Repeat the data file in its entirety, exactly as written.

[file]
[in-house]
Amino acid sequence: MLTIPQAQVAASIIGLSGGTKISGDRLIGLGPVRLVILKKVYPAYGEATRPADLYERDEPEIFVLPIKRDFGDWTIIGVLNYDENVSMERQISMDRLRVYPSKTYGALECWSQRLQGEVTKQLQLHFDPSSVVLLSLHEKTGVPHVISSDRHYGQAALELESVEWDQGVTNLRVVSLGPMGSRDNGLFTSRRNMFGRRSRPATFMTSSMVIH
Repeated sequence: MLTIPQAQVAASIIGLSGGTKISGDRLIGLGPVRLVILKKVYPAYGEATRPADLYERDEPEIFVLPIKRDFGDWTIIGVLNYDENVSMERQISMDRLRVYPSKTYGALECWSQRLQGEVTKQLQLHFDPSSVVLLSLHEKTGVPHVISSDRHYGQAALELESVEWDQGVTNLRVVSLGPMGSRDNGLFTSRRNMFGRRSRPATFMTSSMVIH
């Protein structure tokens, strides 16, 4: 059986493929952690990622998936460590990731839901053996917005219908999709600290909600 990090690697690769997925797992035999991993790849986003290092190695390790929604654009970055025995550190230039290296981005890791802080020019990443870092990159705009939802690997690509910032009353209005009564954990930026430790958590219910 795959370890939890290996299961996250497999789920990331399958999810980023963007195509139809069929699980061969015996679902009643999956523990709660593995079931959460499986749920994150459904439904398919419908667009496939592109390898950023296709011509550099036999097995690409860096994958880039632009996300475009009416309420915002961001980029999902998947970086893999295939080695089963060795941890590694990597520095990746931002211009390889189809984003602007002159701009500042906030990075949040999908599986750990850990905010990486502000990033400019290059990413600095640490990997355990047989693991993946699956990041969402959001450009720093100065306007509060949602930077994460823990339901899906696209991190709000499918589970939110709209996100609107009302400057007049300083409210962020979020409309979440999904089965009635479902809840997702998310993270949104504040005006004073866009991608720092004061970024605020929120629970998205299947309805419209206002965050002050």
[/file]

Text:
[in-house]
Amino acid sequence: MLTIPQAQVAASIIGLSGGTKISGDRLIGLGPVRLVILKKVYPAYGEATRPADLYERDEPEIFVLPIKRDFGDWTIIGVLNYDENVSMERQISMDRLRVYPSKTYGALECWSQRLQGEVTKQLQLHFDPSSVVLLSLHEKTGVPHVISSDRHYGQAALELESVEWDQGVTNLRVVSLGPMGSRDNGLFTSRRNMFGRRSRPATFMTSSMVIH
Repeated sequence: MLTIPQAQVAASIIGLSGGTKISGDRLIGLGPVRLVILKKVYPAYGEATRPADLYERDEPEIFVLPIKRDFGDWTIIGVLNYDENVSMERQISMDRLRVYPSKTYGALECWSQRLQGEVTKQLQLHFDPSSVVLLSLHEKTGVPHVISSDRHYGQAALELESVEWDQGVTNLRVVSLGPMGSRDNGLFTSRRNMFGRRSRPATFMTSSMVIH
């Protein structure tokens, strides 16, 4: 059986493929952690990622998936460590990731839901053996917005219908999709600290909600 990090690697690769997925797992035999991993790849986003290092190695390790929604654009970055025995550190230039290296981005890791802080020019990443870092990159705009939802690997690509910032009353209005009564954990930026430790958590219910 795959370890939890290996299961996250497999789920990331399958999810980023963007195509139809069929699980061969015996679902009643999956523990709660593995079931959460499986749920994150459904439904398919419908667009496939592109390898950023296709011509550099036999097995690409860096994958880039632009996300475009009416309420915002961001980029999902998947970086893999295939080695089963060795941890590694990597520095990746931002211009390889189809984003602007002159701009500042906030990075949040999908599986750990850990905010990486502000990033400019290059990413600095640490990997355990047989693991993946699956990041969402959001450009720093100065306007509060949602930077994460823990339901899906696209991190709000499918589970939110709209996100609107009302400057007049300083409210962020979020409309979440999904089965009635479902809840997702998310993270949104504040005006004073866009991608720092004061970024605020929120629970998205299947309805419209206002965050002050």